Panera Bread Co. will open a “Panera Pantry Experience” pop-up shop Wednesday, giving diners a chance to peruse a version of its kitchens and sample new fare set to debut in the fall.
The pop-up, housed in a 2,000-square-foot (about 185 square meters) store once used by Patagonia, will be open 11 a.m. to 7 p.m. in New York’s SoHo neighborhood for one day only. The pantry is stocked with each of the chain’s 450 ingredients, including the most obvious staples -- jars of flour, cartons of eggs and coffee -- as well as the not-so-apparent ones -- pumpkin flakes and Napa cabbage.
Panera’s pantry will give customers a chance to try some new sandwiches and salads that aren’t on the menu yet. The company also is hoping to “invite conversation” around its new menu ingredients, and its new marketing campaign, dubbed “Food as It Should Be.”
“We call this our pantry because it’s the same thing you have at home,” Tom Gumpel, Panera’s head baker, said in an interview in New York on Tuesday. “It’s just food as it should be.”
The move comes as the 34-year-old chain struggles to keep growing like some of its younger competitors in the fast-casual sector. Panera’s revenue rose 6 percent last year. Sales at Chipotle Mexican Grill Inc. jumped 28 percent, while Noodles & Co. increased 15 percent in 2014.
In May, Panera said it had removed a “No-No” list of artificial ingredients from 85 percent of its menu, although it had not yet reformulated some crucial items like salad croutons and bacon. Its goal is to be artificial-ingredient free by 2016.
Many of Panera’s toughest food reformulations came from the bakery. The last products to contain artificial ingredients are mostly items that have been menu staples for years. The cafe has been testing new ingredients in some U.S. markets before adding them nationwide.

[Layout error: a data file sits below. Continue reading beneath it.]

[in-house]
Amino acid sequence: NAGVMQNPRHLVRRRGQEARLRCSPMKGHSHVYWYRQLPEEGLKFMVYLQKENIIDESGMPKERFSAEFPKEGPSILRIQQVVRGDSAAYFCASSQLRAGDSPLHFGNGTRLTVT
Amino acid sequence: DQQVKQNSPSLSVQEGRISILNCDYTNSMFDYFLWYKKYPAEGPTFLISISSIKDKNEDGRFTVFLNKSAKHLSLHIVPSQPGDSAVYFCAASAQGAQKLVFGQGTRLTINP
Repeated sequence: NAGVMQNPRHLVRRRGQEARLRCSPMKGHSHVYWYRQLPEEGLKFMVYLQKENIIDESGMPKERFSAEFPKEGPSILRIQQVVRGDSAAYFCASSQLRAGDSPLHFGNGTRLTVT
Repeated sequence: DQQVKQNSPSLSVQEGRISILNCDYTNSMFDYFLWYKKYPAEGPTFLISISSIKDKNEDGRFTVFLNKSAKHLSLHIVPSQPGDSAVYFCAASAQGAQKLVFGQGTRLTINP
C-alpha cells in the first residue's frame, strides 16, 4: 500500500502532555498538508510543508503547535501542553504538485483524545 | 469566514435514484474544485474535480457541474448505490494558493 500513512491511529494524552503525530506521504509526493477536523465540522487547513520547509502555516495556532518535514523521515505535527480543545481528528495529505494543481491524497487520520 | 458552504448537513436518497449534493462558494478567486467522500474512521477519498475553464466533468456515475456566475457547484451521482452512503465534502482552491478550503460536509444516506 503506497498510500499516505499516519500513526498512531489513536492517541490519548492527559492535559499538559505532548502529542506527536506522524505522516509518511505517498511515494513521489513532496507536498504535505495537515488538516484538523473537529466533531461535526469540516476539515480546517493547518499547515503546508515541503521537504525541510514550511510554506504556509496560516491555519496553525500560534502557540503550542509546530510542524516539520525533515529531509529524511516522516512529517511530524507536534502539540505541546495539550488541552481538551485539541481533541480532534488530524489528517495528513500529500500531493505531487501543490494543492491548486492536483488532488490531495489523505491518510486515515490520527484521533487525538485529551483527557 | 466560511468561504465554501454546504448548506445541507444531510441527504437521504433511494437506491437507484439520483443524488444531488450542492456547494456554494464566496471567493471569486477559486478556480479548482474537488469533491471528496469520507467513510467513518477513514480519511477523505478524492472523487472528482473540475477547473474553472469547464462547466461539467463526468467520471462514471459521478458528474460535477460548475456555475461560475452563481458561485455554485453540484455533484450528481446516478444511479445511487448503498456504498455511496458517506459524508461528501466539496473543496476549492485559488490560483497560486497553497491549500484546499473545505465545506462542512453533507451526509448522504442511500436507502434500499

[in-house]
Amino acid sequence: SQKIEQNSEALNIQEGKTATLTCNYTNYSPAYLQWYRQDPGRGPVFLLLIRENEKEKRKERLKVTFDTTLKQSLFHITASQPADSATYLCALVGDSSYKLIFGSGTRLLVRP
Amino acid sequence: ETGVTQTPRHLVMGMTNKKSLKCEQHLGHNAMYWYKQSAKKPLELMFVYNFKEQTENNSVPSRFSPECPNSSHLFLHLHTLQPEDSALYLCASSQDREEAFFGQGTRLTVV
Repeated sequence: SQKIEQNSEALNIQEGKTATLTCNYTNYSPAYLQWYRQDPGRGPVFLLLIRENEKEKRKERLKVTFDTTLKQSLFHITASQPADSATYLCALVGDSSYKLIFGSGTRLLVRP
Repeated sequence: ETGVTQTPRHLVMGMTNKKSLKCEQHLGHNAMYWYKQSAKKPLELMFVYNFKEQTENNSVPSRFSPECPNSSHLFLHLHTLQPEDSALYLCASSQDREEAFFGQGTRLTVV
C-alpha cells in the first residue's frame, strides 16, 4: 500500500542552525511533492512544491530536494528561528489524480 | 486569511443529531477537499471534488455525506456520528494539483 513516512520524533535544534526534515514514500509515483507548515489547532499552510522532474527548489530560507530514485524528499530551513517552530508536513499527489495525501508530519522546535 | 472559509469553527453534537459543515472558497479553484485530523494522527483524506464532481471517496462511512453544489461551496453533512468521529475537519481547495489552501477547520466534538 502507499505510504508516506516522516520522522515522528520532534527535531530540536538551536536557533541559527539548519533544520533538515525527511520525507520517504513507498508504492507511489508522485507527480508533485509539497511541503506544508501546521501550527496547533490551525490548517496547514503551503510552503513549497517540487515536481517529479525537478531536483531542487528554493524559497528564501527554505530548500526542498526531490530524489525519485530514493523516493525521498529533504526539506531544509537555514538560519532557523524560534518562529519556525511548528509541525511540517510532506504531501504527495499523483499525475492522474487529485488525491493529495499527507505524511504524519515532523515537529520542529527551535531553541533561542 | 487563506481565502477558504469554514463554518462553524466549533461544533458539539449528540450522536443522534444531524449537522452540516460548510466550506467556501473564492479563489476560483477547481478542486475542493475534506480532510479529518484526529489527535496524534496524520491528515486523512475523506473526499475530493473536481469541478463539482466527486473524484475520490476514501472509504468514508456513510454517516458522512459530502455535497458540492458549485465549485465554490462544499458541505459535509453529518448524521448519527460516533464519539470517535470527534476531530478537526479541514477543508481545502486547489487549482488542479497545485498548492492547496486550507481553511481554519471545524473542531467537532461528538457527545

Those tests include candies colored with beet powder, spirulina and beta-Carotene instead of traditional food dye. They’re being tested in Minnesota and Wisconsin now and may be in restaurants in the fall.
While some products were easier to reformulate than others, higher costs can be a concern, said Head Chef Dan Kish. Panera has found some less-expensive cuts of bacon that don’t look perfect, yet are still additive free.
“Making clean bacon is not that hard,” Kish said. “Affording it is another story.”
Other chains are trying to clean up their menus too. Chipotle has purged genetically modified organisms from its menu. Subway Restaurants said earlier this month that it would rid its menu of artificial colors, flavors and preservatives during the next 18 months.
Panera has no plans yet to follow Chipotle’s lead by removing GMOs from its 1,900 restaurants, but a GMO menu-labeling program is “in the works,” Kish said. He declined to give more details.
More immediate are plans to extend the menu cleanup to Panera’s soda fountains. While the chain won’t rid its machines of PepsiCo Inc. and Dr Pepper Snapple Group Inc. drinks -- many of which contain No-No list ingredients high-fructose corn syrup and artificial colors -- it’s working with Pepsi to offer different beverages. That includes more tea and flavored water.
“It’s a crawl, walk, run mentality,” Gumpel said. “You don’t flip the switch and go all-natural immediately.”